Pedestrian City designs and delivers mapping workshops as a tool for participatory engagement, inviting children and adults to engage in critical analysis and dialogue around pedestrian and public space issues in their neighbourhoods.
Workshops have been held in coordination with Hub for Action on School Transportation Emissions, Sustainable Cities, Prince of Wales Secondary, and the Vancouver Public Space Network.
An urban geographer and advocate for pedestrian-scale development, I am curious about the connections between urban form, perception and experience of place, and how these influence movement through cities.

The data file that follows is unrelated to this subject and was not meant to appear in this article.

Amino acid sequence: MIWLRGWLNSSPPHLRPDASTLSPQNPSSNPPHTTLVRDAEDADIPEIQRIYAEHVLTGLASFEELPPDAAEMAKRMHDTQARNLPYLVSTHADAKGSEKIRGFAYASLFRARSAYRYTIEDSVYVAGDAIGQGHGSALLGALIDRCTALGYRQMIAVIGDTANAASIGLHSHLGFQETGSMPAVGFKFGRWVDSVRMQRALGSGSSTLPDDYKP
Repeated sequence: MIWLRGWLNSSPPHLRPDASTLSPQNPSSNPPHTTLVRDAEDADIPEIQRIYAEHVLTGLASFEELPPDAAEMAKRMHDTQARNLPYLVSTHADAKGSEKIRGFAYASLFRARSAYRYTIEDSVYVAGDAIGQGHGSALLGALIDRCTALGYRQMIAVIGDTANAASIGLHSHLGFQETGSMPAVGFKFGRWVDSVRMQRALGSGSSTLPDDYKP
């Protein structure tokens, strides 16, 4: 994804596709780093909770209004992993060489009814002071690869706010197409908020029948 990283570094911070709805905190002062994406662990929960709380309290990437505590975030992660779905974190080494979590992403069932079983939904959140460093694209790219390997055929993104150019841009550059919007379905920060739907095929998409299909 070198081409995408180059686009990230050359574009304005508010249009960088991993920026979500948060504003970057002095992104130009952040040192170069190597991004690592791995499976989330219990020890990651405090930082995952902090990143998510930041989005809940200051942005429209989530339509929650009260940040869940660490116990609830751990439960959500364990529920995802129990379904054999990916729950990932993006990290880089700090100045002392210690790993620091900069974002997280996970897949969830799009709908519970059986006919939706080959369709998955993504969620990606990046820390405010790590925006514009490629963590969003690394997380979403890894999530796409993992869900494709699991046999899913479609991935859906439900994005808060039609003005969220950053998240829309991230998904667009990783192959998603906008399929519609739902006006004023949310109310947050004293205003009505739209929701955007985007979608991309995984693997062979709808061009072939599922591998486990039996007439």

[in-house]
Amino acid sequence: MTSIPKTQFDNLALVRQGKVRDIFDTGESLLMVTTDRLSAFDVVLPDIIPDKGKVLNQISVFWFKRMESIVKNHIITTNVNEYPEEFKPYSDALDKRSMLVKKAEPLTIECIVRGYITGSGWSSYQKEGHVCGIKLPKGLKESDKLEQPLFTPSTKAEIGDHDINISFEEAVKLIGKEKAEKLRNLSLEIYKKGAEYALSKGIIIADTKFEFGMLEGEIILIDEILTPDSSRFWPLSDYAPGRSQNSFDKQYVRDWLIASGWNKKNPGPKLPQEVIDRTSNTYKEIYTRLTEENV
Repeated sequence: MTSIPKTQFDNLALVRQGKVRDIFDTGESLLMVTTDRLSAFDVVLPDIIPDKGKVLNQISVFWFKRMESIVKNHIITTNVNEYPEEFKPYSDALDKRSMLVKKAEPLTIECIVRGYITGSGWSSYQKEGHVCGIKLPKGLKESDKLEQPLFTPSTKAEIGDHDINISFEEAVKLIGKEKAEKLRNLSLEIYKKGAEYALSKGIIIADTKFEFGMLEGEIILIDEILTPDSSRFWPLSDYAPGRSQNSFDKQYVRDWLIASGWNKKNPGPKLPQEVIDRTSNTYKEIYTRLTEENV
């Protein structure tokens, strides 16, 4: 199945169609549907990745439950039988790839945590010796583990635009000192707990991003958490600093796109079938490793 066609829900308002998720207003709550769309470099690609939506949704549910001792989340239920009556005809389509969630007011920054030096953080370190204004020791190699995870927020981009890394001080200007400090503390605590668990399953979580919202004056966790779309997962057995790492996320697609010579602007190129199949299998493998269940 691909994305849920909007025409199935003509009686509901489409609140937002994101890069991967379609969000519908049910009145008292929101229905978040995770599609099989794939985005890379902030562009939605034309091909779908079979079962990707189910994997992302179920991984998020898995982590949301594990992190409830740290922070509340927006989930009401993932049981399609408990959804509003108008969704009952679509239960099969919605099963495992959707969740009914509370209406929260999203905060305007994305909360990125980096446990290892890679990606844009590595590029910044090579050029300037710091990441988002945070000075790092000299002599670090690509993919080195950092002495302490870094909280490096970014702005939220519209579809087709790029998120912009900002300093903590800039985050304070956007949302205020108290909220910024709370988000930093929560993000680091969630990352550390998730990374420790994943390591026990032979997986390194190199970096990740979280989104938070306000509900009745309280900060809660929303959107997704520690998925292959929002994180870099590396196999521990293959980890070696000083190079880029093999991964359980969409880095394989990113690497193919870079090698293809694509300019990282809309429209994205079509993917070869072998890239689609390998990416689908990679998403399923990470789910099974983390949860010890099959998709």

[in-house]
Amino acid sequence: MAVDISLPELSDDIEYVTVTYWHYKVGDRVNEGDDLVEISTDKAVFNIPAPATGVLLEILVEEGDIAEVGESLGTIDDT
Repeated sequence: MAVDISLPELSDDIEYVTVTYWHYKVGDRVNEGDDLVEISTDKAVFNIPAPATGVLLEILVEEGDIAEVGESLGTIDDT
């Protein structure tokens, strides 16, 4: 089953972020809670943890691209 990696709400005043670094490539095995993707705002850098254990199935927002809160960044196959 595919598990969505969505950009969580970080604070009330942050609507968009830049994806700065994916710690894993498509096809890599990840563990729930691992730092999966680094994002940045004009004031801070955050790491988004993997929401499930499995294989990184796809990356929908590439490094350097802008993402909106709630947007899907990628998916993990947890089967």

With a keen interest in psychogeography and memory maps, I opted to undertake a major project rather than a thesis for my Masters in Environmental Studies at York University. Pedestrian City began with a study of a Toronto neighbourhood. Inspired by the work of Jane Jacobs, Jan Gehl, Michel De Certeau, and Guy Debord and the Situationist International, Pedestrian City brings together individual experiences of walking in a city and offers a starting point to improve the pedestrian realm.